The title has a biblical significance. If we have a look at the Book of Exodus in the old testament we will realize the symbolical meaning. When the horses of Pharaoh with his chariots and his horsemen went into the sea, the Lord brought back the waters of the sea upon but the people of Israel walked on dry ground in the midst of the sea. Then Miriam, the prophetess, the sister of Aaron, took a tumbrel in her hand, and all the women went out after her with timbrels and dancing. Miriam songs”Sing to the Lord, for he has/Triumphed gloriously;/The horse and his rider he had/ Thrown into the sea.”

Pharaoh’s riders are destined to die as Maurya’s ‘riders’ are fated to meet their death in the sea. The title also has a supernatural element. One of the riders is the ghost of Michael who pursues his living brother and takes him from this world. To quote T.R. Henn- “It (the sea) is the killer of the young, the breadwinners, whose life is to be upon it. The fishermen are all its riders, mysteriously linked to the human and superhuman riders, here and in tradition.”

The title also emphasizes the mythic and supernatural elements. It indicates the manner in which the final tragedy overtakes Maurya. The sea has devoured all the males of Maurya’s family. All are the riders to the sea. The lives of the Aran islanders are determined by the sea. Their fates are destined by the hungry sea, whereas Pharash’s horsemen were punished by their misdeeds. Synge with his tragic scheme pushes the riders into the sea. So all the riders have taken shelter under the sea after their death. Hence the title is very suggestive and symbolic.

J.M.Synge’s Riders to the Sea is a remarkable dramatic presentation of an elegiac situation, represented both on a personal level of individual life and on a universal

level of spiritual journey. This is implicated in the title of the play itself. On the surface, it is clearly a play about the two riders-the living man on the red mare and the dead one on the grey pony. Beneath this apparent simplification, there are echoes of Biblical archetypes and mythologies far deeper than the surface connotations.

In Maurya’s vision of Bartley and Michael on horseback, Synge uses the prose of Aran Islands to invoke the images of the Book of Revelation: “And I looked, and behold a pale horse; and his name that sat on him was Death”. Two of the apocalyptic horsemen in Revelation, one riding a red horse and capable of taking away peace, and the other riding a pale horse and called Death, are alluded to in Maurya’s vision. In Irish folklore, supernatural horsemen and horses are recurrent motifs.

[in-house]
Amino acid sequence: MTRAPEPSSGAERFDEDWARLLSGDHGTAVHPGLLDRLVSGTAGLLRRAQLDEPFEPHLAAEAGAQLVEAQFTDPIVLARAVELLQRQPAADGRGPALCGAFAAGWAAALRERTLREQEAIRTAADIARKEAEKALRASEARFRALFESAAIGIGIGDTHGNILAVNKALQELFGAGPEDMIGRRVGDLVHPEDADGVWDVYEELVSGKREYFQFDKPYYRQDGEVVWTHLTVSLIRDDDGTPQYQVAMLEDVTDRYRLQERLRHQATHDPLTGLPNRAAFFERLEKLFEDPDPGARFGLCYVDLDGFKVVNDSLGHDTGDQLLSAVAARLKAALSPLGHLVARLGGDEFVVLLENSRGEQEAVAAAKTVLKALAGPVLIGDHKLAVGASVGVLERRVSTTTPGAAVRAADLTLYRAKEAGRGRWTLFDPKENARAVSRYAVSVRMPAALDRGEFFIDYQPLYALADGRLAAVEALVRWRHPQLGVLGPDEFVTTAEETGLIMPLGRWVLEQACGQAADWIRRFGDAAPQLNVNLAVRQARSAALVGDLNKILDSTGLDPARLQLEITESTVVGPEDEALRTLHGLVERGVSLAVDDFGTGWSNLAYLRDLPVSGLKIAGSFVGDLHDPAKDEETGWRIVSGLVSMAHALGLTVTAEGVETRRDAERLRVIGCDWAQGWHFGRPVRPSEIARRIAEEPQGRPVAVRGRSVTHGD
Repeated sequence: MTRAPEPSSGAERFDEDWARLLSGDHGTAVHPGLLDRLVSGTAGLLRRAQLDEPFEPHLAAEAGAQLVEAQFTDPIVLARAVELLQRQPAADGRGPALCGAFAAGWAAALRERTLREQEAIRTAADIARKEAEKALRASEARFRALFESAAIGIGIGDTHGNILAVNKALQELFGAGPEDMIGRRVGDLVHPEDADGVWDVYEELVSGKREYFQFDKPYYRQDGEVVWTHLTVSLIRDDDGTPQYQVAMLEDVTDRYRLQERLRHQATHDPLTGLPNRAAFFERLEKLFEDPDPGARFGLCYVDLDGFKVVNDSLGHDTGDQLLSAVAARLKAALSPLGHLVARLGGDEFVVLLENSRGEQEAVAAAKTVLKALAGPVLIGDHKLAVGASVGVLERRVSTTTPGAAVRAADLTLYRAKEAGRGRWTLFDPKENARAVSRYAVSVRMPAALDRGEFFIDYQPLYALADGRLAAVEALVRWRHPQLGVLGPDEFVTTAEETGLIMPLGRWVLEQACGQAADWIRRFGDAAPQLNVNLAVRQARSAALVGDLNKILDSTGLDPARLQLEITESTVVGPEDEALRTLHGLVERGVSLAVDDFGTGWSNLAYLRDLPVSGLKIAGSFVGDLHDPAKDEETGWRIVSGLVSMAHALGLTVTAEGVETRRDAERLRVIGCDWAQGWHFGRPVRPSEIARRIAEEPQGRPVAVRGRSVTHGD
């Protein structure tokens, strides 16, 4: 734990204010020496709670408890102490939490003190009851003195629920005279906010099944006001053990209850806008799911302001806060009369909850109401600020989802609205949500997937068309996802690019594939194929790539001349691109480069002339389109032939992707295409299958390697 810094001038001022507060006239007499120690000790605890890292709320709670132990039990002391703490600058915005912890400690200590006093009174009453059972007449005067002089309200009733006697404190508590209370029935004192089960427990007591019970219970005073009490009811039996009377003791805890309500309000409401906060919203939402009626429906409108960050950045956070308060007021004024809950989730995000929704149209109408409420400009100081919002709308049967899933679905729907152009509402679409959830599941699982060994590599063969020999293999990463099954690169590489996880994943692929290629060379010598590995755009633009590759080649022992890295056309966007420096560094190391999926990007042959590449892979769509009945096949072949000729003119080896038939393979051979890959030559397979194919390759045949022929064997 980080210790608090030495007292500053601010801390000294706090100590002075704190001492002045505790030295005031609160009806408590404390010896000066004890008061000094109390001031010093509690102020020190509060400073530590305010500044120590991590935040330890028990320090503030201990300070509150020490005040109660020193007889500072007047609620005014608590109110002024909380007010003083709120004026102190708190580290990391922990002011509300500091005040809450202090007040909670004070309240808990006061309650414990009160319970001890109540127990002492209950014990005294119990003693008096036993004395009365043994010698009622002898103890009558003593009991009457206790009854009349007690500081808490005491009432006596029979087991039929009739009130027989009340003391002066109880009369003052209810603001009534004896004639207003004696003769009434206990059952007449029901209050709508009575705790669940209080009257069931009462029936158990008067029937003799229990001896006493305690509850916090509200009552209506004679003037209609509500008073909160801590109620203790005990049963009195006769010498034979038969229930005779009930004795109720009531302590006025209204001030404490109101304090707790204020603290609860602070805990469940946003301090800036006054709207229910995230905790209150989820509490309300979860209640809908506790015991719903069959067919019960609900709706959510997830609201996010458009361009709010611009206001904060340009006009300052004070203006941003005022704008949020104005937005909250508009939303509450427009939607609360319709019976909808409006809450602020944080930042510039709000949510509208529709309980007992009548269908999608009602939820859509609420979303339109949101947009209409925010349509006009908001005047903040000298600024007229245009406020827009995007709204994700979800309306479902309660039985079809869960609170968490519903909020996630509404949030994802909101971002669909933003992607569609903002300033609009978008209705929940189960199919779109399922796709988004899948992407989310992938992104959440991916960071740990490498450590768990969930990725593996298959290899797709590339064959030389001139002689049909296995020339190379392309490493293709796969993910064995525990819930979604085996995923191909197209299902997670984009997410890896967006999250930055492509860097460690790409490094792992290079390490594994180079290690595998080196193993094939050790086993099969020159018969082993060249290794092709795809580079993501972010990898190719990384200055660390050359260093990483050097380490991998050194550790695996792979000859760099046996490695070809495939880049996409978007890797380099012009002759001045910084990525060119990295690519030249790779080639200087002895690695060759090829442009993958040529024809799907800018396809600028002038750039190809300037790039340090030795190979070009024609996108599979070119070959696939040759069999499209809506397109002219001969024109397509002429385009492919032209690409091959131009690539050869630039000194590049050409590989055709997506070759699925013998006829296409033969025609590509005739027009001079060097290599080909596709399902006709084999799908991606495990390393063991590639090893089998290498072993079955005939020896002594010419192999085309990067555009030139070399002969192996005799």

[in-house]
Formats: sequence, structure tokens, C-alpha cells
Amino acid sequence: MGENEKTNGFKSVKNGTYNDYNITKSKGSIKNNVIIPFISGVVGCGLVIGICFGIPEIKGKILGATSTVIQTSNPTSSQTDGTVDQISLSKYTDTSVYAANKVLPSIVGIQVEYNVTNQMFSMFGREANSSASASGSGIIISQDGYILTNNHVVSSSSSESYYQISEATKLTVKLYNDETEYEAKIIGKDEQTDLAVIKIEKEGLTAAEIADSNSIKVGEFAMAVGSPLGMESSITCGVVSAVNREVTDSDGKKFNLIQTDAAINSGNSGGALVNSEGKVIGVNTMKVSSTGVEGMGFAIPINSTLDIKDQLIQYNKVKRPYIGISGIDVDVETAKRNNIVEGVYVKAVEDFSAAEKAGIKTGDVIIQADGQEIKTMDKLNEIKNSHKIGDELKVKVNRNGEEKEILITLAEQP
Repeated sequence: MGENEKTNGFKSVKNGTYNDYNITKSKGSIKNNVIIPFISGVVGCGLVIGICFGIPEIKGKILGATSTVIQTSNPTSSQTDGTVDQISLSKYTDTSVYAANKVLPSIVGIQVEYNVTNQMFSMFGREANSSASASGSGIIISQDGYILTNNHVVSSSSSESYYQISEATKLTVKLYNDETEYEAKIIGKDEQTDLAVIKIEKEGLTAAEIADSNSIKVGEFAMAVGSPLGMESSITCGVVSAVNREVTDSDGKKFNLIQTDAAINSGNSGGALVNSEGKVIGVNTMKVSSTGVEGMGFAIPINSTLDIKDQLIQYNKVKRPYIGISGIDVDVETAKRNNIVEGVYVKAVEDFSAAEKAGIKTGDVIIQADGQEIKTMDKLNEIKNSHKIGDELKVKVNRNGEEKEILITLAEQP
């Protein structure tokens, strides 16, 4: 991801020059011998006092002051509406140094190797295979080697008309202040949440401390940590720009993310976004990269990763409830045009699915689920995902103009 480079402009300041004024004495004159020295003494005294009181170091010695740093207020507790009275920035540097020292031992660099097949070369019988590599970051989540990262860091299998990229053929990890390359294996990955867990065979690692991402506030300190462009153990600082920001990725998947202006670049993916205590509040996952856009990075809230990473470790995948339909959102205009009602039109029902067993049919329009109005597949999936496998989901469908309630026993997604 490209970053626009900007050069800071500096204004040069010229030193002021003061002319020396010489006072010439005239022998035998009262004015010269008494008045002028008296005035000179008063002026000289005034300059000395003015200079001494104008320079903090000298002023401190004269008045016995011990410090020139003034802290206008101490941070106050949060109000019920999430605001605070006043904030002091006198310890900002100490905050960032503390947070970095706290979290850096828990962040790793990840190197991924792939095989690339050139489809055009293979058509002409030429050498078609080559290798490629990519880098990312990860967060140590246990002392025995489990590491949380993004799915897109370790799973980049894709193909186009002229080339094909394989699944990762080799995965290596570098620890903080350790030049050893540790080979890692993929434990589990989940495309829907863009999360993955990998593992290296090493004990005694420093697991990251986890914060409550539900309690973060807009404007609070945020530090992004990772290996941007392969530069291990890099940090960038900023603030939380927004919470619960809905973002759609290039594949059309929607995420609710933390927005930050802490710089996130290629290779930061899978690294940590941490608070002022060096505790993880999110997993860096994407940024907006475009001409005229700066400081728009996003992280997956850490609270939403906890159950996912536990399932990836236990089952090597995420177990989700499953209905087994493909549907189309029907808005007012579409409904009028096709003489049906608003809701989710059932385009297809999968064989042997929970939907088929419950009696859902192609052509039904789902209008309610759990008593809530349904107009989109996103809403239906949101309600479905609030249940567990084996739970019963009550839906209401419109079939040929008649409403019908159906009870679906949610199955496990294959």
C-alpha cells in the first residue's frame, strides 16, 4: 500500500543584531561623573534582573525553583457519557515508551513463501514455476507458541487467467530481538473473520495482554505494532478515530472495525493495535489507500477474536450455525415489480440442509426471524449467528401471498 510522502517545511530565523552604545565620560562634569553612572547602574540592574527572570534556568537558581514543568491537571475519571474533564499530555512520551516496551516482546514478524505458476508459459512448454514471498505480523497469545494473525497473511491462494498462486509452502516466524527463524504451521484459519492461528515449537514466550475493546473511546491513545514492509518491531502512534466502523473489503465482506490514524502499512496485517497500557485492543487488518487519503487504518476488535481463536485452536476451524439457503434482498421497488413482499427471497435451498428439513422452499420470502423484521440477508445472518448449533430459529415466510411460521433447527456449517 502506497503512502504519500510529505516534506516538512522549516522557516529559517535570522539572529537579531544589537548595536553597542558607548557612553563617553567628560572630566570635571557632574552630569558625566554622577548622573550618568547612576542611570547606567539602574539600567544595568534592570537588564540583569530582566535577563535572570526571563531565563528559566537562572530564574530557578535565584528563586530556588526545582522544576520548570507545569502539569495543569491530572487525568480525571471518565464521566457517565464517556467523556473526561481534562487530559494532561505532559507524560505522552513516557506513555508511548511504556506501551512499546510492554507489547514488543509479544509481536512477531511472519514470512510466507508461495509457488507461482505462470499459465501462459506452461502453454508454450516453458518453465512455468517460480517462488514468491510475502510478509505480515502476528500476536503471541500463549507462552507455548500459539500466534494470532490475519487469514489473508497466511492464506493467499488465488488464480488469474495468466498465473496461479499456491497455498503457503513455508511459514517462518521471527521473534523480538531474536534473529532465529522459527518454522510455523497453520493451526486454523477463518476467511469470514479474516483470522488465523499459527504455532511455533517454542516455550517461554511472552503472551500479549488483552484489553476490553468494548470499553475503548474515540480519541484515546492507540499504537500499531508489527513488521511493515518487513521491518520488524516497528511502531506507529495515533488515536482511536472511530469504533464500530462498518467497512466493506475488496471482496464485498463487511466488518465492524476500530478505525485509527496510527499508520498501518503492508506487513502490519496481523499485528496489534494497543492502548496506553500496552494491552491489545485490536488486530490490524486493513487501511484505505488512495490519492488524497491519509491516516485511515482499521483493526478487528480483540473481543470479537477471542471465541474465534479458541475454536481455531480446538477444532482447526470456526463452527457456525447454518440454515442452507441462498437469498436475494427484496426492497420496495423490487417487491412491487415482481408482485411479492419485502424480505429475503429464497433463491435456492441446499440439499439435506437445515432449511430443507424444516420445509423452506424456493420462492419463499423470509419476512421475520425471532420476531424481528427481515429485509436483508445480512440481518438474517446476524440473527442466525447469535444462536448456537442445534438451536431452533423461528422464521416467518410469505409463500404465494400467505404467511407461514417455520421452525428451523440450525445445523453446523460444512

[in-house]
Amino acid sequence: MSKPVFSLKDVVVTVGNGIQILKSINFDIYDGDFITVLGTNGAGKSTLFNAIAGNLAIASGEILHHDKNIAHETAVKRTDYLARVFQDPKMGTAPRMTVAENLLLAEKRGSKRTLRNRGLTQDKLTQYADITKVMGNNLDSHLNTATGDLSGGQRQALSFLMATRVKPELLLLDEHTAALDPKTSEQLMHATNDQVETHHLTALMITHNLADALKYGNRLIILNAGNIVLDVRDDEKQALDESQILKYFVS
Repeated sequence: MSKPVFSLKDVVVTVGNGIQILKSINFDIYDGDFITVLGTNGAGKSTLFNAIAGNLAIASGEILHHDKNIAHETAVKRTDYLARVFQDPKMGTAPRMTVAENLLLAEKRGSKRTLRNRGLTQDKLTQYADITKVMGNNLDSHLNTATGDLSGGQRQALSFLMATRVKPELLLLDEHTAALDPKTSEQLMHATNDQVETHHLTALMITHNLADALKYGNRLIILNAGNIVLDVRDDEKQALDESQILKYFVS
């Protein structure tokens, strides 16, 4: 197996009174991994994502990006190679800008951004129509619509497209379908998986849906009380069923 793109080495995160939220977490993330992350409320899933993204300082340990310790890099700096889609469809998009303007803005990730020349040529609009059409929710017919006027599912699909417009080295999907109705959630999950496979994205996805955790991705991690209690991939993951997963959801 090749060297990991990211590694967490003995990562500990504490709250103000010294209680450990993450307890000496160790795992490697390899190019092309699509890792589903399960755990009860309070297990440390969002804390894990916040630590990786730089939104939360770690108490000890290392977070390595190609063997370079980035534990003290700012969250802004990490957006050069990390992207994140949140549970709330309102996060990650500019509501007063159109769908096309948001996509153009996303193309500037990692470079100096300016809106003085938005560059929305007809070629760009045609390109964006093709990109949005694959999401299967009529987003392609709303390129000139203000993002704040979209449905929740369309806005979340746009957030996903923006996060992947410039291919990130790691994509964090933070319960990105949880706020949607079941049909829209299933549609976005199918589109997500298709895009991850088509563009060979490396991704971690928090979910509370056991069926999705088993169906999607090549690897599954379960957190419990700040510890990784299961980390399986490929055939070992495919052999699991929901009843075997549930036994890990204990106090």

The title, when seen from a more critical perspective, appears to contain a peculiar dichotomy. This, in turn, serves to highlight something special. Normally “riding” is not associated with “sea” as easily as “sailing” is. The very fact that Synge does not mention sailors in his title, directs at a deliberate strategy to create an air of un-naturality and doom. Bartley is not shown as a fisherman or sailor but as a rider, a transgressor, predestined to a fruitless extinction.

From another perspective, it can be said that every character in “Riders to the Sea”-Cathleen, Nora, Bartley and even Maurya, is part of an elemental journey, as riders to the sea of eternity. While Cathleen, Nora and Bartley represent the starting points of such a spiritual voyage, conscious of apparent reality and need for sustenance, Maurya reaches a climactic stage followed by her anagnorisis.

It is at this point that the words “riders” and “sea” go beyond their usual significations to mean something far more universal and enduring. Errol Durbach aptly points out: “… this is the nature of her (Maurya’s) revelation at the spring well-not that of death alone, but of death as inextricable in the whole cycle of life.”

One might say that death by drowning is both motif and theme, and so is waiting for this death. However, a closer look at the Biblical allusion of the “grey pony” reveals a reversal of signification. Maurya, blessed thrice by Bartley (twice at the cottage and once at the spring well), is unable to bless Bartley. Therefore, the rider of the grey pony (linked to the pale horse), does not take away peace but gives it to the beholder, unlike the Biblical rider who is expected to take away peace.

Maurya’s final realization, articulated in her elegiac outpouring, marks her own acceptance of fate. Superbly linking the spring-well vision to Michael’s and Bartley’s deaths, Synge could not have chosen a better title for his play than “Riders to the Sea”, which reminds us of Yeats’ Rilke-inspired epitaph: Cast a cold eye/On life, on death/Horsemen, pass by!

Life is seen as a brief ride, chased by Death riding behind. Realizing this, Maurya finds herself finally capable of blessing: May he have mercy on the soul of everyone”

All men are, after all, riders to the same unappeasable sea, and to accept Maurya’s blessing is to participate in the tragic experience of the play-not about

human futility but about a reconciliation between mortality and awareness, riding toward a pre-destined yet enlightened end.